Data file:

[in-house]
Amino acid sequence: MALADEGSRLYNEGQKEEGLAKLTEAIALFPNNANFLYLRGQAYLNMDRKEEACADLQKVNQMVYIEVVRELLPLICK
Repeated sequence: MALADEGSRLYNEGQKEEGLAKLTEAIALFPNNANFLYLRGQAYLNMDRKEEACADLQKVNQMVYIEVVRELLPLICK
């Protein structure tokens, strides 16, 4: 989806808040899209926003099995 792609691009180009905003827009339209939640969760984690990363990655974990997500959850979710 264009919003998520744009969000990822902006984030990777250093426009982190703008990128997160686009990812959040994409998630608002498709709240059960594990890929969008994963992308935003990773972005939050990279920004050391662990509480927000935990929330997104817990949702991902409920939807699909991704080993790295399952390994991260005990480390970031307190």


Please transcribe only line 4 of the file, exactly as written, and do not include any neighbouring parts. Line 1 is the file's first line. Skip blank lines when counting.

């Protein structure tokens, strides 16, 4: 989806808040899209926003099995 792609691009180009905003827009339209939640969760984690990363990655974990997500959850979710 264009919003998520744009969000990822902006984030990777250093426009982190703008990128997160686009990812959040994409998630608002498709709240059960594990890929969008994963992308935003990773972005939050990279920004050391662990509480927000935990929330997104817990949702991902409920939807699909991704080993790295399952390994991260005990480390970031307190």